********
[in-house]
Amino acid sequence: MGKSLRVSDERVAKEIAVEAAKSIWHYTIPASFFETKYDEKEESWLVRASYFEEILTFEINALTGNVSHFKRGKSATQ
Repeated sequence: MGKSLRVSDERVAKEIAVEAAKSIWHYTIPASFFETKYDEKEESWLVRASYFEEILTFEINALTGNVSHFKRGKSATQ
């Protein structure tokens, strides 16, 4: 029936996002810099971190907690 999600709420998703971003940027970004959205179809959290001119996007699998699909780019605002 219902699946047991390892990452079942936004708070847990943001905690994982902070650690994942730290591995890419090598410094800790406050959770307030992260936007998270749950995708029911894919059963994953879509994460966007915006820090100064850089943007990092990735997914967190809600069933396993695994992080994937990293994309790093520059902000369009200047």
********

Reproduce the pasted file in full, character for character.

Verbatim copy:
[in-house]
Amino acid sequence: MGKSLRVSDERVAKEIAVEAAKSIWHYTIPASFFETKYDEKEESWLVRASYFEEILTFEINALTGNVSHFKRGKSATQ
Repeated sequence: MGKSLRVSDERVAKEIAVEAAKSIWHYTIPASFFETKYDEKEESWLVRASYFEEILTFEINALTGNVSHFKRGKSATQ
């Protein structure tokens, strides 16, 4: 029936996002810099971190907690 999600709420998703971003940027970004959205179809959290001119996007699998699909780019605002 219902699946047991390892990452079942936004708070847990943001905690994982902070650690994942730290591995890419090598410094800790406050959770307030992260936007998270749950995708029911894919059963994953879509994460966007915006820090100064850089943007990092990735997914967190809600069933396993695994992080994937990293994309790093520059902000369009200047």